0 In Therapy Ideas

Brain Model Talk

In case you’re curious, here is a little background on why I chose this topic… In grad school, I referred to Mark Ylvisaker’s books all the time. His research focus was brain injury, but he has amazing resources for a variety of skills. I also enjoy reading about growth mindset, Mind Up, Whole Brain Teaching, and more. It has really shaped what I do with my students, and we are having a blast!

NOTE: The links below are Amazon Affiliate links for your convenience, but I may receive compensation if you click through and purchase one of the products. *

SLPs can work on growth mindset, Whole Brain Teaching, and other such strategies with their students, just like teachers do. Check out this brief post about brain model talk and learn how you can incorporate it in your speech room!

But I’m an SLP; why do all that “extra” stuff? Of course, it is important for SLPs to have a strong core knowledge of how to treat speech/language disorders, but there is so much more that we can do for our students. Our students are at risk for having low self-esteem and for “falling through the cracks.” I believe that there are quick, easy strategies that we can use to help support our students. These strategies may help them meet their speech/language goals more quickly, but it can also help them grow as lifelong learners. Yeah yeah, kind of gushy, but I believe it! So how do I use this with my students?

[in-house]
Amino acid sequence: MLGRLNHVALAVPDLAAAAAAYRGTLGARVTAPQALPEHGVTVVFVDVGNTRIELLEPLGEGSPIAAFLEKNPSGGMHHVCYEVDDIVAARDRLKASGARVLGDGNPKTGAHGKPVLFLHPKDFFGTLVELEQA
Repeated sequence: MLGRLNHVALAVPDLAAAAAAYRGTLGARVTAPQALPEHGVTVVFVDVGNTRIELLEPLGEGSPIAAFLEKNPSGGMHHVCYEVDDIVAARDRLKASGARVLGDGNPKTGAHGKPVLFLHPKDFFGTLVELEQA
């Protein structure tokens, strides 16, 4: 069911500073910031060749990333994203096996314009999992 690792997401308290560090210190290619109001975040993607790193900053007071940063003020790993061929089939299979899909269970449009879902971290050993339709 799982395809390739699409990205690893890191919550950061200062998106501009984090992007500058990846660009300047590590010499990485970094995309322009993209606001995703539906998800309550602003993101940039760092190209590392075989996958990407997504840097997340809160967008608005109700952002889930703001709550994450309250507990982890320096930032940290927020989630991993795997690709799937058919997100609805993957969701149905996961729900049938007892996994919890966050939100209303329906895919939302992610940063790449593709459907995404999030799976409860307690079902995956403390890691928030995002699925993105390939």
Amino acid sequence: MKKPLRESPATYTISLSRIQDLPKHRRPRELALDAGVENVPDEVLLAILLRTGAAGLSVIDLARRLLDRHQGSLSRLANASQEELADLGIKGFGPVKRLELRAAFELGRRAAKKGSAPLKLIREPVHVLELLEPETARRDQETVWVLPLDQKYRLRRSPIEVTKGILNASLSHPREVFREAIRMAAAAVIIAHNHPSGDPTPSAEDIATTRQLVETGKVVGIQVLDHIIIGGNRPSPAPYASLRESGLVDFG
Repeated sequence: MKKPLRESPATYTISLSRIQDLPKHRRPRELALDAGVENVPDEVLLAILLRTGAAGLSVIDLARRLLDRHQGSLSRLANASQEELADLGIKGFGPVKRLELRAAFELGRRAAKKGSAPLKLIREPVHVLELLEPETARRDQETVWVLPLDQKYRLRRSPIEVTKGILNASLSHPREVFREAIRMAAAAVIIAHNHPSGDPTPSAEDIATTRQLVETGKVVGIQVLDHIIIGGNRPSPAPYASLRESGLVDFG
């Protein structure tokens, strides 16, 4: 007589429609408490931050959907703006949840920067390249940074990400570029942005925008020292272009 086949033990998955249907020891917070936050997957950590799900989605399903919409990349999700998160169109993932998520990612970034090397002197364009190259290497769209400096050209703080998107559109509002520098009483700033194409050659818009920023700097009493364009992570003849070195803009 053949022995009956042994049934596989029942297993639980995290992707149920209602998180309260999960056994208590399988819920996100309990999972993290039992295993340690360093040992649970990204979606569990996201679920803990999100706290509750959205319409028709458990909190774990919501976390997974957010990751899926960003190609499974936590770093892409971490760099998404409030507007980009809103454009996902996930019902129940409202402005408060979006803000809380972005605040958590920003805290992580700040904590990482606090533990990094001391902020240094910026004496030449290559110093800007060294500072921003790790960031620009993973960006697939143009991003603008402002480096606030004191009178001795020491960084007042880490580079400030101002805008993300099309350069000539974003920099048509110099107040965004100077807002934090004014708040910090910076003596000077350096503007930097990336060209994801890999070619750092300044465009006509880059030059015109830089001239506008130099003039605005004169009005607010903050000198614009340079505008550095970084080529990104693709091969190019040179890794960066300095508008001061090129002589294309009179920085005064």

I give my students “a talk” in a variety of situations. For example, I might use this when…

  • They are starting to learn a new skill. (“It’s too hard!”)
  • They are plateauing.
  • They aren’t engaged in therapy.
  • They’re feeling discouraged. (“I hate my ah’s [r’s].”)

I will often pull out my handy dandy brain model (link below) and talk to my students about why we do what we do in speech (or in class). It only takes a few minutes, but I’ve really seen it help turn students around.

There are so many ways to help a variety of students (even ones with receptive language difficulties) understand this concept. Visuals, visuals, visuals! I love the brain model, but drawing “smooth” and “rough” roads on paper can be helpful. We sometimes cut out sticky notes and put them on the brain. Play-Doh is also a great tool for students to create their own models. We can also make obstacle courses (mini or life-size) to show students how much easier it is to get through a “smooth” road. We talk about ways to “clear the rood.”

What are your favorite brain-based strategies to use with your students?

 
* Marisha McGrorty is a participant in the Amazon Services LLC Associates Program, an affiliate advertising program designed to provide a means for sites to earn advertising fees by advertising and linking to Amazon properties including, but not limited to, amazon.com, endless.com, myhabit.com, smallparts.com, or amazonwireless.com.

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